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bristol cathedral exterior.jpg
bristol cathedral exterior.jpg
World News

Bristol Cathedral to share its links to the slave trade

by Kelly Valencia

Bristol Cathedral is hoping to shed light into its links with the slave trade. 

All God's Children, is an exhibition to help congregants and visitors better understand the church's links with the transatlantic trade of enslaved people. 

Signs depicting the church's connections with slavery will be placed beside memorials and grave-markers.

Rev Mandy Ford, the cathedral's dean told Premier Christian News why the leadership felt it was important to share the history behind its memorials. 

"Most institutions in Bristol have to recognise that we have a legacy of financial involvement, which has come through the benefits gained from the slave economy and Bristol Cathedral is no exception to that.
"We felt that it was really important, first of all, to understand what those links were, and then to work out how we were going to take our cathedral forward, so that it can be a place of warmth, and welcome to every community and a safe place for people to be in to experience so that they can come and meet God there." 

Research into the church's memorial revealed at least 1,000 people were buried or memorialised in the cathedral and its grounds. 

Around 20 per cent of them had a close connection to the slavery-based economy.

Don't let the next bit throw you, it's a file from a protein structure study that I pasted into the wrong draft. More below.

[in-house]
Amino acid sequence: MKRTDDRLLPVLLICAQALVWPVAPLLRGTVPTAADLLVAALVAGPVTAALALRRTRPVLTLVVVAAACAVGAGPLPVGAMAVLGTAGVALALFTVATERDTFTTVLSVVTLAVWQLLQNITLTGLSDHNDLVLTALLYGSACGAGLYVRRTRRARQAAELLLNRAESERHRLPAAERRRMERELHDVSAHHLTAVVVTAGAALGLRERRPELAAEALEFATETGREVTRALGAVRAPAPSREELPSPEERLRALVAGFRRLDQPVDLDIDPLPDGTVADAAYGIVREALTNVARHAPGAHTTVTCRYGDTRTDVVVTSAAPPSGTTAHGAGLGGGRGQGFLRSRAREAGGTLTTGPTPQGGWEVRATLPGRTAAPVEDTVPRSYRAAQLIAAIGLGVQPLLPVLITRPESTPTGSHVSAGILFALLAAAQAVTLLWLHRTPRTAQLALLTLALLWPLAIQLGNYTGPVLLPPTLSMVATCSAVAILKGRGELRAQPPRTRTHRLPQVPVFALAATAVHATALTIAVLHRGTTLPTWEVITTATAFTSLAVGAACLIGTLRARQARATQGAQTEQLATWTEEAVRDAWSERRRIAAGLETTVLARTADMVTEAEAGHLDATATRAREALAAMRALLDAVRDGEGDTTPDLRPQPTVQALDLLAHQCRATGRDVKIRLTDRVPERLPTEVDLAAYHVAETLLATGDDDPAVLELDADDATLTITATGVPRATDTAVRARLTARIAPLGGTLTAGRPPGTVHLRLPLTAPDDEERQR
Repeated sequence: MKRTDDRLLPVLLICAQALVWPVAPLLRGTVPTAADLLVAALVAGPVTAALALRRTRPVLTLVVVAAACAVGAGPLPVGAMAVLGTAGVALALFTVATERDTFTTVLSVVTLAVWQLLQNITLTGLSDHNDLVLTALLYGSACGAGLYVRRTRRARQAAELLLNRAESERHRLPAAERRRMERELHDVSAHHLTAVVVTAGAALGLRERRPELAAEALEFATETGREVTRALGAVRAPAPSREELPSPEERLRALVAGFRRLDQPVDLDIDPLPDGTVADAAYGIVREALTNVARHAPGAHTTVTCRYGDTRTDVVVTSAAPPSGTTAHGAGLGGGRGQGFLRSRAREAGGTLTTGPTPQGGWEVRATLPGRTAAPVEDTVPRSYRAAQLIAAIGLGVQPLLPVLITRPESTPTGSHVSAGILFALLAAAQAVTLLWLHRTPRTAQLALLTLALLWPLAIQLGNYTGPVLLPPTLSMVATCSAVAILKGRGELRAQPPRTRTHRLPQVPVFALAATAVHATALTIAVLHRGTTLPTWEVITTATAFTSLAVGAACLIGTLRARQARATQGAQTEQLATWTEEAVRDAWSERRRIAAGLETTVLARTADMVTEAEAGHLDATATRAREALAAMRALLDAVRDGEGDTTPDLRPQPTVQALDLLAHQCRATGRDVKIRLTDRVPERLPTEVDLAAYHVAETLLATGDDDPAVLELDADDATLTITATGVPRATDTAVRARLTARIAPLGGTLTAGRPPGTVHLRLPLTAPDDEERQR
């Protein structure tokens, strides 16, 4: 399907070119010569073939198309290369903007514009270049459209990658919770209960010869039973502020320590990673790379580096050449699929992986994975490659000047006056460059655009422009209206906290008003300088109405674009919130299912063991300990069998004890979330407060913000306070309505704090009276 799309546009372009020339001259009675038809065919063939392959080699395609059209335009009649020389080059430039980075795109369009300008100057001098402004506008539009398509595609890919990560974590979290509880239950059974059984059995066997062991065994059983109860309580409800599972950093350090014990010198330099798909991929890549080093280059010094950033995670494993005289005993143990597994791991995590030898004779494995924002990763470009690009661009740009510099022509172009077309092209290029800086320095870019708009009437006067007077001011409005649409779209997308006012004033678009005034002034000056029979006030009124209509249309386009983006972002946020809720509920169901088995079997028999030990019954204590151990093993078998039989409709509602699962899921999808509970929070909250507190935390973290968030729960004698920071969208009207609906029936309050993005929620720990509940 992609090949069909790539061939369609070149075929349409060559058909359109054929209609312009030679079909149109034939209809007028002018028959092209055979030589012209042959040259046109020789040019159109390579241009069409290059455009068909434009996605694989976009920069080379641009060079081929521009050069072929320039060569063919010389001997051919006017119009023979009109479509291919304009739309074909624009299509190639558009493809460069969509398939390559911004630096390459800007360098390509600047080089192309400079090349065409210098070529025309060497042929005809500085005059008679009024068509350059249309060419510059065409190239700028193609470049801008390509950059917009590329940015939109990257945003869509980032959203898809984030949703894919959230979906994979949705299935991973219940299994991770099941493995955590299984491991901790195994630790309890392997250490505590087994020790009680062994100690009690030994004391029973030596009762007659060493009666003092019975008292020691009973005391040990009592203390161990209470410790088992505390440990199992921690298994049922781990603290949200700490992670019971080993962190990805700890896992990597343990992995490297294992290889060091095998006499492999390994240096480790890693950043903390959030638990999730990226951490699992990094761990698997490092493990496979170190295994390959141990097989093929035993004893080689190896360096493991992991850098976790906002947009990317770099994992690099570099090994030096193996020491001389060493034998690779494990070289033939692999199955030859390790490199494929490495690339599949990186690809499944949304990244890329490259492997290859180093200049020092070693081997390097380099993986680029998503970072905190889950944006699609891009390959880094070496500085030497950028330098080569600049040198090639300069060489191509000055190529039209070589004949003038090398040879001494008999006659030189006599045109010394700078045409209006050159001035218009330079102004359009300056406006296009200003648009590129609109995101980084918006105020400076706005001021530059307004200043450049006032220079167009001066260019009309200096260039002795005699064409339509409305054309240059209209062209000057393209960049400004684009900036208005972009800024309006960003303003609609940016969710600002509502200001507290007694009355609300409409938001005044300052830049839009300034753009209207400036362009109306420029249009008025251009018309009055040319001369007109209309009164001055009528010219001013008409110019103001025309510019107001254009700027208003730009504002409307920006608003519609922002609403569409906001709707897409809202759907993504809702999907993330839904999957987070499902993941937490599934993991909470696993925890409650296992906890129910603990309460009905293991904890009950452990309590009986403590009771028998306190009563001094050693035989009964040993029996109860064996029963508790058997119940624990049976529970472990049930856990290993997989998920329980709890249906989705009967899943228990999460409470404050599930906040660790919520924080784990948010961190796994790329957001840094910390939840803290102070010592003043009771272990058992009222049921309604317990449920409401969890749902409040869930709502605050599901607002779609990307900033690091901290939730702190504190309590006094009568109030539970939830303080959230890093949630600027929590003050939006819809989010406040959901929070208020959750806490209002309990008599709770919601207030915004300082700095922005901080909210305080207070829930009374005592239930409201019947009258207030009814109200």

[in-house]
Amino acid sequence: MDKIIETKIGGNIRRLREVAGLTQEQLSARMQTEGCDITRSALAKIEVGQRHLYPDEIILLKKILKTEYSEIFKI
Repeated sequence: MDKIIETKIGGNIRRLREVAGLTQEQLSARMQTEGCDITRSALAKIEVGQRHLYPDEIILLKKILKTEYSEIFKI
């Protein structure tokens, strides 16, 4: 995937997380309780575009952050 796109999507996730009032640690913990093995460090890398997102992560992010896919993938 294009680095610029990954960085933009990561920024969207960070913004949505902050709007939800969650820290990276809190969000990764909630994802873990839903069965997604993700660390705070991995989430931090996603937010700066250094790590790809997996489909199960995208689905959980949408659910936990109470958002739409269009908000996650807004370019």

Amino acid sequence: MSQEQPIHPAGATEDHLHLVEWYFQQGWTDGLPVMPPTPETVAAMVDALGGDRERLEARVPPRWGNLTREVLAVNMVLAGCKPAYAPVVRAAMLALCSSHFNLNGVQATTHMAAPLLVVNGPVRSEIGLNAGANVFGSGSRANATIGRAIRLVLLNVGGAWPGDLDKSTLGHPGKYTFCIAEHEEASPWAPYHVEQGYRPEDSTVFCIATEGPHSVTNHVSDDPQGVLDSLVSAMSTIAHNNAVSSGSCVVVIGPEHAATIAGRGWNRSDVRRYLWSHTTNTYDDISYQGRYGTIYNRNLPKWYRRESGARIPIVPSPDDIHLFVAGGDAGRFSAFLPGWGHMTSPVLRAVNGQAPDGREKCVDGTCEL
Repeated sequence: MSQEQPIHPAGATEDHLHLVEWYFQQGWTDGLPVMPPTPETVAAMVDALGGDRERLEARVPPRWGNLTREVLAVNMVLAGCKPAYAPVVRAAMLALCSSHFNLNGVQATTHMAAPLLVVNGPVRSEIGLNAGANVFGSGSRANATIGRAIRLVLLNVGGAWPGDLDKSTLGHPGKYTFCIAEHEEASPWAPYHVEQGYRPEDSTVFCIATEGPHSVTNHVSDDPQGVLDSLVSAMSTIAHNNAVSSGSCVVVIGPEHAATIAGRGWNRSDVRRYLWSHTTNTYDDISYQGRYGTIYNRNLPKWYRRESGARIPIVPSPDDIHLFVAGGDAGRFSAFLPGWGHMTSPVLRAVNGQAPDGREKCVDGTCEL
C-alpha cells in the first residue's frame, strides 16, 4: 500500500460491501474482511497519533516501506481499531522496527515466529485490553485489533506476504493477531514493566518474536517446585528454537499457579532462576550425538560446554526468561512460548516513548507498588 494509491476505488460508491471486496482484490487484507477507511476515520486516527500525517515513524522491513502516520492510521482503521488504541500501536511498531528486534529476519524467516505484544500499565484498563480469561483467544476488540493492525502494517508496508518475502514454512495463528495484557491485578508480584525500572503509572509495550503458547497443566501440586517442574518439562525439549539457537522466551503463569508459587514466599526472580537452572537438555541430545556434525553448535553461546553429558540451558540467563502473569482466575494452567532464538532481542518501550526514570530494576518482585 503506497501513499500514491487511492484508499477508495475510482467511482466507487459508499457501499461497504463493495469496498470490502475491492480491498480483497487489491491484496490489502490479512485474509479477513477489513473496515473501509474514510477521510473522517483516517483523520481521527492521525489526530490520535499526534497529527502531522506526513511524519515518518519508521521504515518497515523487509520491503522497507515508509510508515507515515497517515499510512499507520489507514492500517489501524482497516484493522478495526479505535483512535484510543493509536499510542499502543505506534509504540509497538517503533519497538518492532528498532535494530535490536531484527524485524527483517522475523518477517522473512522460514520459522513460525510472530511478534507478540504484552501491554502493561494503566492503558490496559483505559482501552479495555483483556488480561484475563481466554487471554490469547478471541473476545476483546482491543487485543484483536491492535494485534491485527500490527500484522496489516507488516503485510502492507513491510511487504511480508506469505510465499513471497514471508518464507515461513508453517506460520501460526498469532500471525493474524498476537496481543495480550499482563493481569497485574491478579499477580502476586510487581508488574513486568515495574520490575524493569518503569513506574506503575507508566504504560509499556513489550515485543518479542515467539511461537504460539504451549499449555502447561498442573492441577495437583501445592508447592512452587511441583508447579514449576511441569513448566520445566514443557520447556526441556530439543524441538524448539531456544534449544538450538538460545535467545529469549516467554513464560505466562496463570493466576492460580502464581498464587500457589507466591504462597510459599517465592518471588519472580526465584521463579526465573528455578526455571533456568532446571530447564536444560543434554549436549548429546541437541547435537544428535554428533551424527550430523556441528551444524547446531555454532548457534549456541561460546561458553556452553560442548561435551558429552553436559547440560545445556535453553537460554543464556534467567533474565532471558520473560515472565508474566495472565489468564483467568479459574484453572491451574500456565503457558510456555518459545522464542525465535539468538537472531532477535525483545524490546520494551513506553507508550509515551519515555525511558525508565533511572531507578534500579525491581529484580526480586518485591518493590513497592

In 2020, Bristol became the centre of the Black Lives Matter movement in the UK following the death of George Floyd. 

Protesters took to the streets to topple the statue of slave trade merchant Edward Colton, sparking questions about memorials in public buildings and churches, including Bristol Cathedral. 

Many urged the church to remove a stained glass window dedicated to Edward Colston. 

Rev Mandy told Premier they hadn't been able to remove it because "the window is enormous, and would cost hundreds of thousands of pounds to remove". 

"What we have done at the moment is to remove the most explicit references to Colston and the question for us next is, do we remove more of the window? Do we change the way we explain what it is? "That's part of this ongoing dialogue. 

"We took some early steps a couple of years ago, but we haven't kind of come to that full conclusion as to the right things to do and interestingly enough, up to now most people that I've spoken to have said they would rather that we explained more about who Colston was and why the window is there and who paid for it, rather than just taking it out and pretending it never happened," Rev Mandy continued.
The exhibition will also raise questions about the responsibility of Christians to counter racism. 

On College Green, outside of the cathedral, portraits, remarks and comments from Christians in Bristol, some of whom live with the legacy of slavery and experience the reality of racism in their everyday lives, will also be displayed.

The exhibition will run from 23rd August 2022 to 21st October 2022.

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